Day 1 - La Triennale Di Milano

Milan offers you a virtually overwhelming number of culturally interesting and stimulating places to visit. Enormous galleries and museums rub shoulders with fascinating homes which also display artistic treasures. Even though we were going to be in town for a week, we were going to have to make some tough choices as we didn’t want to fall foul of the dreaded gallery fatigue. That zombie like state which sees you stumbling through rooms of art works that you are unable to process. It could be that you have seen too much in a short space of time, resulting in sensory overload, this is often combined with the sore feet, tired legs combination from having pushed oneself too hard.

We decided to make La Triennale Di Milano our first destination. I had read that it was currently hosting an exhibition of great Italian 20th century design, so that was enough to catch our attention. As we were staying in Brera, a trip to the museum would involve a walk to and through the Parco Sempione, as the museum in situated on the western edge of this large park. Being a Sunday morning, the park was full of of people taking advantage of the largest green space in the central area of the city. A large number of birds, ducks and turtles kept small children entertained in the shade of what was already becoming a warm morning.

La Triennale Di Milano is situated in a purpose made building called Palazzo dell’ Arte deigned by Giovanni Muzio which was completed in 1933. It’s a huge, high ceilinged space which offered multiple exhibition areas as well as a sculpture park in its garden. My home work hadn’t tipped me off to quite how many different things there were to see within the building. Many rooms with individual tickets at varying prices or an “access all areas” ticket” which seemed like the sensible option to go for. Indeed it was.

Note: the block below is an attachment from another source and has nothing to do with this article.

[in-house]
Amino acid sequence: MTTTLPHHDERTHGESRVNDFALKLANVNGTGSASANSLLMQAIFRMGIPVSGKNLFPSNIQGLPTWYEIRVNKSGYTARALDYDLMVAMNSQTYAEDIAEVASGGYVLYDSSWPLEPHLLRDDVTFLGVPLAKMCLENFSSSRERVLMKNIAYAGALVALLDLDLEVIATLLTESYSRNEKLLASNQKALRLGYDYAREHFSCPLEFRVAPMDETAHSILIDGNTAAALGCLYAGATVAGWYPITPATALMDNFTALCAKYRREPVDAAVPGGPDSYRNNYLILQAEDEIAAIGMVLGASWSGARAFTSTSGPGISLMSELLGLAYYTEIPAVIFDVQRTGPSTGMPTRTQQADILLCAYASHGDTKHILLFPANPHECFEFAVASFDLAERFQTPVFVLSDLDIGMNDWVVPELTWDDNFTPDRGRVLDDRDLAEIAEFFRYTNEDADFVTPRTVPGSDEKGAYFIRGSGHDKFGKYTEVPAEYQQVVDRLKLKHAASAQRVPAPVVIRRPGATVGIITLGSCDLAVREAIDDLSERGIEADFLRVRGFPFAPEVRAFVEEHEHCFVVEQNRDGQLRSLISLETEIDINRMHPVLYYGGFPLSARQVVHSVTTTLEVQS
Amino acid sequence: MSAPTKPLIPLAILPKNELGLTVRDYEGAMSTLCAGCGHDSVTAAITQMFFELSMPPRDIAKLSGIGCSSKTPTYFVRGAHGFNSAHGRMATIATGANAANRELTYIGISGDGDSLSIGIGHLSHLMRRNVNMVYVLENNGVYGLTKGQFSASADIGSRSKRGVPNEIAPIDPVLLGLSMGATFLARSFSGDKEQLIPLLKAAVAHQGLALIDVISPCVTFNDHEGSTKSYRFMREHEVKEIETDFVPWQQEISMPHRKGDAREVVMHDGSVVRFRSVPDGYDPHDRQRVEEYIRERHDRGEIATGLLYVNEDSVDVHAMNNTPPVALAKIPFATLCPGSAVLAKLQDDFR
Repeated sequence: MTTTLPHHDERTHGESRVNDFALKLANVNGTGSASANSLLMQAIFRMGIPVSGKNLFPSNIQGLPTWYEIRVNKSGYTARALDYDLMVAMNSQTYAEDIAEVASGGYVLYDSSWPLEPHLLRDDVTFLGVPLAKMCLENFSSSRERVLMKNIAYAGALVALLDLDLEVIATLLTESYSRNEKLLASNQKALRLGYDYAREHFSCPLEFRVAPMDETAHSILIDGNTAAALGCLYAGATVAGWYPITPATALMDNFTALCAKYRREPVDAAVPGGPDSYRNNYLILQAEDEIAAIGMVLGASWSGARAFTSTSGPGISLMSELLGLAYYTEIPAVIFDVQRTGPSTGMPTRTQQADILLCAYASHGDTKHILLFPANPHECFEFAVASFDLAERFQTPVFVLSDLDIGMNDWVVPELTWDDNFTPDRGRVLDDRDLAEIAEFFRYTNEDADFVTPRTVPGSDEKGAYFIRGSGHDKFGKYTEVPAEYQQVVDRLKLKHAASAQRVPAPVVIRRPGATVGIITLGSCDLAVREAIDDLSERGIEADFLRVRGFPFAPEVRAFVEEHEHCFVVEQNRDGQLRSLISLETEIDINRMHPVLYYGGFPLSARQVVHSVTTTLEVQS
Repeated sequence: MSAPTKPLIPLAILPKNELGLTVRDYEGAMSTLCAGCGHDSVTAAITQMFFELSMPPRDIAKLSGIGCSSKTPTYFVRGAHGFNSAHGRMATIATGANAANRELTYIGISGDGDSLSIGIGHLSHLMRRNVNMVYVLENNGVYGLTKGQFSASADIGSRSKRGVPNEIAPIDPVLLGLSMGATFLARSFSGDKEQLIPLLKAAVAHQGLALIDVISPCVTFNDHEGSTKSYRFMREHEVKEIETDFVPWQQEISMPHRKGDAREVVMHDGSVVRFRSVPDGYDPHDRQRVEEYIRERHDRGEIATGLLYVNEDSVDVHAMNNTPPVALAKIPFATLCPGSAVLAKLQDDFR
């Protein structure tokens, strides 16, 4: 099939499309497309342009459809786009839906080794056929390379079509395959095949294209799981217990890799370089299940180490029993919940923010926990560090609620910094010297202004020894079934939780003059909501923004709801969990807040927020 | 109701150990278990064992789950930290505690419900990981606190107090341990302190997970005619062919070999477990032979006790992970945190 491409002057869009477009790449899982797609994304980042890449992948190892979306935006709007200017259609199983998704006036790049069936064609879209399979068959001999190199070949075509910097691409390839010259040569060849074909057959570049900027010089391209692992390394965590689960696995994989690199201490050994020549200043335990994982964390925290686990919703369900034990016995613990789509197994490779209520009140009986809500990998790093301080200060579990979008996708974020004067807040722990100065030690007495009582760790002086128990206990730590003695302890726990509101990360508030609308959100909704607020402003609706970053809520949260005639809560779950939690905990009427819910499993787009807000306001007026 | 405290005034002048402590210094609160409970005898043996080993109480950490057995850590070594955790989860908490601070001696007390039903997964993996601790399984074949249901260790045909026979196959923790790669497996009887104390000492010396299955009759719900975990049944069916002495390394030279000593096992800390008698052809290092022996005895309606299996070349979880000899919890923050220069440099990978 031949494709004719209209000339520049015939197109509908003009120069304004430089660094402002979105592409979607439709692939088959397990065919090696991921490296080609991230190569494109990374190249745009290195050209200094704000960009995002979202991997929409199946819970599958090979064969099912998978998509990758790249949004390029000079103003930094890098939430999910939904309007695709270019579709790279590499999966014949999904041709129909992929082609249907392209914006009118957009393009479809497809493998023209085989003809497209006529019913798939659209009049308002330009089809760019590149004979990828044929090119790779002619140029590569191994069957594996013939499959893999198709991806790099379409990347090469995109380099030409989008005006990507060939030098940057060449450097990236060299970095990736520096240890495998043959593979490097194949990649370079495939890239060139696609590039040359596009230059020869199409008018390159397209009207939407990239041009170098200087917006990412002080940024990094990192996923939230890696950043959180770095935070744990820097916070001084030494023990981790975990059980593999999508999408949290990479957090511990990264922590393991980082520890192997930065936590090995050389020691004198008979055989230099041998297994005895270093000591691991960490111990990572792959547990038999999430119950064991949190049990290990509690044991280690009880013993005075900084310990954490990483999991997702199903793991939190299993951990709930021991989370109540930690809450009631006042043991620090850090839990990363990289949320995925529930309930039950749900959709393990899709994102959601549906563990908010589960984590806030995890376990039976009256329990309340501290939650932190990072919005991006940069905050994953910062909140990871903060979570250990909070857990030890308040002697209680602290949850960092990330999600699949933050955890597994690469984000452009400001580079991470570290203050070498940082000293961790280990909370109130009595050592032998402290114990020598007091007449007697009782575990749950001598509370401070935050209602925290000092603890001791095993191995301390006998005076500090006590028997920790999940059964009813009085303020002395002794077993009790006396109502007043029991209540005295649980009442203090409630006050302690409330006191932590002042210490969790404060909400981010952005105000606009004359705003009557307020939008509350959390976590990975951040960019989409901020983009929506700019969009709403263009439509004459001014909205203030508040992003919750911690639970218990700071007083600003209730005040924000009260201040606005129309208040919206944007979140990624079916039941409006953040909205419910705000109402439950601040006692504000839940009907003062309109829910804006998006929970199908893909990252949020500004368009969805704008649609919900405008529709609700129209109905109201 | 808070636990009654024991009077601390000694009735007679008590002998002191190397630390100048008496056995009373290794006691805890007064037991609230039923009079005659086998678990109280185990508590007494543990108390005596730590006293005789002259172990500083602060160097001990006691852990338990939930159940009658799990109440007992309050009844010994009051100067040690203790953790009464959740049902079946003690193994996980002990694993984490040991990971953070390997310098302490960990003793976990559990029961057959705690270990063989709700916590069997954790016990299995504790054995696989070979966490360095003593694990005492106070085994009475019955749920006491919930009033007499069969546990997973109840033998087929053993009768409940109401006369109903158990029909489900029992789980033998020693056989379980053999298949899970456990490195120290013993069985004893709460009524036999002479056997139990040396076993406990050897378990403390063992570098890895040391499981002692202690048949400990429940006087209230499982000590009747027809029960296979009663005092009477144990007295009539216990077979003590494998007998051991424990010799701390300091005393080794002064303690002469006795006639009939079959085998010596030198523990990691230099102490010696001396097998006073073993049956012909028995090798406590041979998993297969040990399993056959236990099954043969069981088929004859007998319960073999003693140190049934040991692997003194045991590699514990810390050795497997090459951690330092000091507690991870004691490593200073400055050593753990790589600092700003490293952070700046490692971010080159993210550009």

The first exhibition that we visited was dedicated to the architect and designer Osvaldo Borsani. Let’s be honest, we had never heard of this gentleman before, after seeing his work, that appears to be rather shocking. A glorious collection of all sorts of furniture was the star of the vast show. We fell in love with a large number of chairs, sofas, tables and other fittings. It was interesting to see the way his work changed through the decades, always forging ahead in terms of line, and materials coupled with clever touches to make the furniture flexible and multifunctional. It was the sort of collection that you hope to discover on holiday, a new name (to us), who opens a lot of doors to interesting things.

It was time for something to eat, the cafe on the lower floor was busy and to our eyes rather chaotic. There is a more formal restaurant on the top floor, but the prices were rather more than we were looking to pay for a mid-day snack. We decide to venture outside to see what was available, crossing the small grassland area directly in front of the entrance, spotted a permeant food hut, which provided us with delicious and sizeable sandwiches at a very reasonable price.

Then it was back into the building for the excellent deign classics collection, cars, bikes, office equipment, furniture and more. A joyous collection of stylish and inventive items that changed the world. We also took in several other exhibitions use our go anywhere ticket. To be honest, not too much else took our fancy. We then headed out into the garden at the rear of the museum, which features some large and humorous sculptures as well as some brilliant garden furniture. We loved the lady relaxing in the white lounger, a perfect way to relax in the midst of this busy place.

By mid afternoon the place was heaving with people, lot’s of talks and debates were going on. It appears that this is a regular feature here, in fact if we had been around a week later there were some great looking events focusing on football in Milan, so it’s clear that the place has a pretty wide remit. The enthralling exhibitions that we saw wont be there in the future but it’s certainly a place to keep an eye on if you are in Milan.

http://www.triennale.org/en/